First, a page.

Deletion of Braun lipoprotein gene (lpp) attenuates Yersinia pestis KIM/D27 strain: role of Lpp in modulating host immune response, NF-kappaB activation and cell death.Microb Pathog. 2010 Jan; 48(1):42-52.MP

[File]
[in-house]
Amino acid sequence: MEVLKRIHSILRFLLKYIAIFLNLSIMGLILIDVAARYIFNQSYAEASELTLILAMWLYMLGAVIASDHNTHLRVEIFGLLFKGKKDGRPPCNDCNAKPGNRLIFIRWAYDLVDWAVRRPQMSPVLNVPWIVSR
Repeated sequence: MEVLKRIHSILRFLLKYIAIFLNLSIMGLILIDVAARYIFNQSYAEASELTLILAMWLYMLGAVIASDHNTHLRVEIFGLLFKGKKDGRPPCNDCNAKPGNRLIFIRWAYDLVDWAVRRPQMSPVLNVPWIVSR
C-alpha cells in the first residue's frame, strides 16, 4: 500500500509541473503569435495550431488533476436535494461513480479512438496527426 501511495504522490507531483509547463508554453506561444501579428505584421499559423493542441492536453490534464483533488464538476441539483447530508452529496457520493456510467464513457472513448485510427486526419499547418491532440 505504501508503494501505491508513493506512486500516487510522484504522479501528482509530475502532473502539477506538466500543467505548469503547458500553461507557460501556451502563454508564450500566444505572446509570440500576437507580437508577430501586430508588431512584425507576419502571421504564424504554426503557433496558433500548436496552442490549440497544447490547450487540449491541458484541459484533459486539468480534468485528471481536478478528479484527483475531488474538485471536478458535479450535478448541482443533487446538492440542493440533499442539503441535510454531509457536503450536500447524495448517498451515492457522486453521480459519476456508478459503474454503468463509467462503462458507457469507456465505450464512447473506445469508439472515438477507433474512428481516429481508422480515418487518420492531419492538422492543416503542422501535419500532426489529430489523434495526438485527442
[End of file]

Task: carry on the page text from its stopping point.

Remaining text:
The pathogenic species of yersiniae potently blocks immune responses in host cells by using the type III secretion apparatus and its effector proteins. In this study, we characterized potential mechanisms associated with the Braun lipoprotein (Lpp) that contributed to a further attenuation of a pigmentation locus-minus Yersinia pestis KIM/D27 mutant strain and its ability to generate immune responses in mice. The lpp gene encodes one of the major outer membrane lipoproteins that is involved in inflammatory responses and septic shock. We found that sera and splenocytes from Deltalpp mutant-immunized mice, when transferred to naïve animals, provided protection to the latter against challenge with a lethal dose of the Y. pestis parental strain. Further, the Deltalpp mutant promoted ex vivo a significantly higher interleukin (IL)-2 and interferon-gamma production from T cells of immunized mice, when compared to those from animals infected with the sub-lethal dose of the parental Y. pestis KIM/D27 strain. Likewise, murine primary macrophages infected with the mutant, when compared to those infected with the parental strain in vitro, produced significantly higher IL-12 levels. Importantly, increased nuclear factor-kappa B activation and decreased apoptosis were noted in splenocytes and primary macrophages of mice challenged with the Deltalpp mutant, when compared to those in animals infected with the parental Y. pestis KIM/D27 strain. Finally, significantly higher levels of antibodies specific for the parental Y. pestis antigens were developed in mice first immunized with the Deltalpp mutant and then challenged with the parental strain, compared to the antibody levels in animals that were immunized and then infected with the parental KIM/D27 strain. To our knowledge, this is the first report of a mechanistic basis for attenuation and immunological responses associated with deletion of the lpp gene from the Y. pestis KIM/D27 strain.